SLO County Supervisors pull redistricting vote from consent agenda

August 24, 2011

CORRECTION: A tentative vote was made to support Option B separate from the consent calendar.

ORIGINAL STORY: A battle between San Luis Obispo County Board of Supervisors and an outspoken group of Templeton residents resulted in an agreement to pull the item from the consent agenda vote.

After tentatively agreeing last week to support Option B — a plan that puts portions of Templeton in the 1st, 2nd and 5th districts — the board agreed to take it off the consent calendar after the public argued that Option B violated the Brown Act.

The supervisors voted for the change after numerous Templeton residents spoke out against breaking their community into three supervisory districts. Residents accused the supervisors of attempting to break the county into districts that would help preserve the political makeup of the board by providing 5th District Supervisor Jim Patterson a section of Templeton most likely to vote to keep in office.

“It is politically motivated, they are trying to save their interest on the board,” Jeff DeBrish said. “I am a Templeton resident who would like to see the community stay in one piece.”

Proponents of Option B — Supervisors Adam Hill, Jim Patterson and Bruce Gibson — argued that it was authored by staff and that the more supervisors involved in a district, the more unity. The city of San Luis Obispo is also represented by three supervisors.

Critics of Option B argued that San Luis Obispo has city council representation while Templeton relies on the board of supervisors for representation.

If the supervisors vote for Option B, supervisors representing Templeton would be prohibited as a group from attending district board meetings because doing so would violate the Brown Act which does not allow three supervisors to discuss an issue outside of a Supervisor Board meeting.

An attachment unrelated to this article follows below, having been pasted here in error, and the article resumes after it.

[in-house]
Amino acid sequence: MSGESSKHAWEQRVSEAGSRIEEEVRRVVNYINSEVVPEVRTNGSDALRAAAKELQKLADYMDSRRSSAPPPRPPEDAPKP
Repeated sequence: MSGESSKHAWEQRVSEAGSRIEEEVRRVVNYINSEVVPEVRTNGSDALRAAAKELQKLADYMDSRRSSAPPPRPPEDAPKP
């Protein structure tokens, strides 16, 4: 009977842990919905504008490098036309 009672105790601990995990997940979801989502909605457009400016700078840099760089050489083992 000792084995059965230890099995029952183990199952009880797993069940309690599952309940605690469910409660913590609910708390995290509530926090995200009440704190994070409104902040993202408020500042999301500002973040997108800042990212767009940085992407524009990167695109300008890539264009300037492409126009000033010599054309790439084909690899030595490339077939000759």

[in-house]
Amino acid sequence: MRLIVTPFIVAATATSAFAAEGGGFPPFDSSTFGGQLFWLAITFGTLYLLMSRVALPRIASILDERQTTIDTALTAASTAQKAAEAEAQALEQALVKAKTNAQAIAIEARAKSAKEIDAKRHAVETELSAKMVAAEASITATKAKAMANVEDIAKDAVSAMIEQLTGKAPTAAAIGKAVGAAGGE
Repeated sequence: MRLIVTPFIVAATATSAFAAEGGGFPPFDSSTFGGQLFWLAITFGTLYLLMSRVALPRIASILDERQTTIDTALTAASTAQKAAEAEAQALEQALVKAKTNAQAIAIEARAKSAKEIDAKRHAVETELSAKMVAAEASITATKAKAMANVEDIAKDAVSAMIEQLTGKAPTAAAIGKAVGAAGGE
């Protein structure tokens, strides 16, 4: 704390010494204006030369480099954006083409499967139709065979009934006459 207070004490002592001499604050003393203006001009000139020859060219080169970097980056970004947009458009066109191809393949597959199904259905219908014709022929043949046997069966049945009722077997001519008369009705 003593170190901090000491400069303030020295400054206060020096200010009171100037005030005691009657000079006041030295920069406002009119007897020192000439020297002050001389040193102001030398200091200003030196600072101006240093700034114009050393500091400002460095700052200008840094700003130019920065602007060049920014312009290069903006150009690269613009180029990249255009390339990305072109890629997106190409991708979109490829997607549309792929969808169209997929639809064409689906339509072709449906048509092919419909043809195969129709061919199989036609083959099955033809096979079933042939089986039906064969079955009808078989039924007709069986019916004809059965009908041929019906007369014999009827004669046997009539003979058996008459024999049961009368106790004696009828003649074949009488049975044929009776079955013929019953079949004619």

“If they can’t show up, they are denying representation,” said Bill Pelfrey of the Templeton Advisory Group.

Assistant County Counsel Rita Neal agreed that three supervisors could not legally attend Templeton board meetings as a group, though she argued that they could avoid breaking the Brown Act.

“It will be easy to avoid having three members at any district board meeting,” Neal said”

The County is required under the Elections Code to re-define the supervisorial districts by November 1.

Inline Feedbacks
View all comments

Historically, the “rat” has been Harry Ovitt & his developer pals, facilitating the southward expansion of Paso’s sphere of influence into the neighborhoods of Templeton and all the lands in between turned into large scale commercial blight.

Wow! It looks like Bill Pelfry and the Templeton audience members did their homework. Who would have guessed what the ramifications would be for splitting tiny Templeton into three supervisorial districts. I sat in on last week’s meeting and didn’t get the full import of the discussion until Pelfry’s comments were reprinted here. Thank-you “public commenters” for a valuable lesson in local governance.

Rita Neal’s comment as it is reported here, suggests that the respective District Supervisors could “avoid violating the Brown Act …” by not showing up at the same time to Templeton’s local government meetings appears to be consistent with County Counsel Office logic. It’s like, ya’ don’t need to show up to law school to be a lawyer!

There is much bemoaning, who is actually doing something about this? Please VISIT THE BOARD ON THE WEB and perhaps contact them and make known your support or your grievances.

One thing that massive unemployment does is create a whole new batch of people that all of a sudden have the time on their hands to see what is going on around them with their elected and non-elected government.

Jim “Gerrymandering” Patterson should be ashamed. It’s not fair that HE should be allowed to vote on a redistricting proposal that will undoubtedly help HIM win re-election.

By that logic, none of them should be able to vote on it.

I agree.

Letting them vote on it is putting the fox in charge of the hen house.

Historically, the community to be split in order to balance districts has been San Luis Obispo.

This makes sense for a number of reasons, the most important being that the citizens of SLO are governed by their City Council. County Supervisor business affects them, but much less so than, say, Templeton, which has no other governing body than the Board of Supervisors.

Patterson will be in big trouble if he doesn’t rethink this and switch his vote. This is political pure and simple and the folks in Templeton can smell a rat.